There are job interview questions we’ve all heard at some point, like asking to name your greatest strengths and weaknesses, and then there are the ones a product management expert like Moharyar Ali is expected to answer from the likes of Google.
“How would you capitalize on the World Cup? What products would you make?” is one example. “What’s your favourite non-tech product — and how would you improve upon it?” was another. Then, a few interviews later came the real whopper:
Design an algorithm for Scrabble. Assume that each letter in the alphabet gets a specific point (i.e. A=3, Z=1, D=7 etc). You have access to a dictionary. Scrabble has seven words, your opponent already has a four-letter word on the scrabble board. How would you develop the algorithm? How would you improve that algorithm?
For those just beginning their journey towards a career in product management by finding the right educational experience through Course Compare, these questions might seem a tad overwhelming. For Ali, however, they were par for the course during a recent job application process when he was exploring an opportunity to join the search engine giant’s Gmail team.
Ali, who shared notes from nearly a dozen 45-minute interviews he had during Google’s recruitment process, says it takes passing the third interview before you’re brought “in house” to speak with actual Googlers for a product management role.
“You have to pass every interview with a score of at least 80%”, failing any one interview out of the total 10 or so interviews means failing the overall interview process.”
Besides testing his technical knowledge, the interview process also required Ali to talk about his values, such as making sure that if you put a feature into a product — even a minimum viable product (MVP) — you execute extremely well or not at all. He was quizzed on how he would prioritize in order to achieve goals around product growth. Some questions required him to talk specifically about the use of technologies like augmented reality (AR), while others tasked him with figuring out the best way to calculate the number of Lego bricks in the world.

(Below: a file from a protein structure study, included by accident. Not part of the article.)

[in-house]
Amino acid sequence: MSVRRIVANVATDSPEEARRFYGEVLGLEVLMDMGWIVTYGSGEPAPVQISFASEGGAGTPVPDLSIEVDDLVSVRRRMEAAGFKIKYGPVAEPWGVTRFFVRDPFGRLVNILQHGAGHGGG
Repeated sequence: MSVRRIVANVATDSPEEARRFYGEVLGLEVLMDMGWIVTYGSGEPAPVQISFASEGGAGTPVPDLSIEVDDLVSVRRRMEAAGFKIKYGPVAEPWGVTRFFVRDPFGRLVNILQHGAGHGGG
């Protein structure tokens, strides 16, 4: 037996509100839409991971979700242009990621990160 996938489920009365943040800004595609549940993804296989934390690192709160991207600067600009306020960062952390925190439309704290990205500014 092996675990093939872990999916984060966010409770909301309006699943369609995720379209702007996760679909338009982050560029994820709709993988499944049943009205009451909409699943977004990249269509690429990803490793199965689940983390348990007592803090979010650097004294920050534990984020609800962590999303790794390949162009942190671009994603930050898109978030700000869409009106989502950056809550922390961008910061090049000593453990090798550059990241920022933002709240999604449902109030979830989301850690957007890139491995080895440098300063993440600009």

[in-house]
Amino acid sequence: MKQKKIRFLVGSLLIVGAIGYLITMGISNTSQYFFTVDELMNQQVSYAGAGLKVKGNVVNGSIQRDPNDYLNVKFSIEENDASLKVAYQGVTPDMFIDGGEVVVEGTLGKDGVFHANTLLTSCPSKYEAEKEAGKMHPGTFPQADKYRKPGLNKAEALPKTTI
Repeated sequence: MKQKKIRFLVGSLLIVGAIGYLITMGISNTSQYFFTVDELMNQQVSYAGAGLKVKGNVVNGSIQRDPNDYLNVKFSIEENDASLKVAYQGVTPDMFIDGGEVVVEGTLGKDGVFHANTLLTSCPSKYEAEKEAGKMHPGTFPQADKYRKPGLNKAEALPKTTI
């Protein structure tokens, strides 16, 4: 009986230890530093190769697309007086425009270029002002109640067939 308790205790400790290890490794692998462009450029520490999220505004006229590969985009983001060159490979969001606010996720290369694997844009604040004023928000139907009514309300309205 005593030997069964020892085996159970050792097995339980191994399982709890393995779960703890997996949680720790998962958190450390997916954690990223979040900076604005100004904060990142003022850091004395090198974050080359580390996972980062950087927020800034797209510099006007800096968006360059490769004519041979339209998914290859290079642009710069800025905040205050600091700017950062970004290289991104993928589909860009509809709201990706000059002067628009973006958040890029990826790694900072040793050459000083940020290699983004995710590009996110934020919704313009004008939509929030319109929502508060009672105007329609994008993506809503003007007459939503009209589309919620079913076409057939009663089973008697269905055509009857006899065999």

In the end, Ali, says, the opportunity with Google wasn’t the right fit.
“Honestly, I was not excited about working on Gmail,” he admits. “As a product, it’s now in its maturity phase and I like working on high-growth products. I think they saw that.”
That said, the experience was valuable for Ali in his current role as the principal of Product Faculty, which offers a 10-student, in-person product management MasterClass. The next one begins June 18, and Ali says he’ll not only be offering insight into what it takes to get into a firm like Google, but how to grow within it.
“I spend a lot of time on the strategic module — product managers run the risk of getting stuck as a product owner or technical product manager where you only do what you are told and manage the day-to-day backlog,” he says. “If you want to be a product leader (i.e. director of product) and have a long-term career, though, you need to be strong in strategy. That’s why we spent a week on various ways of stretching your strategic muscles.”
And once you’ve honed those muscles, don’t be afraid to flex them, Ali says.
“You’ve got to be visionary,” he says. “Any company in Toronto that has received a significant amount of funding and/or have ex-Googlers on the management team expect this. You have to show that you can be bold, and paint a picture of what you believe the future looks like for the company you are interviewing with. Giving “incremental” improvement ideas to interview questions won’t work – and you’ll be left surprised as to why you didn’t end up getting the job even though you gave “reasonable” answers.” PM’s need to be more than just “reasonable” – as the owners of the long-term success of a product they should also be strategic and visionary.
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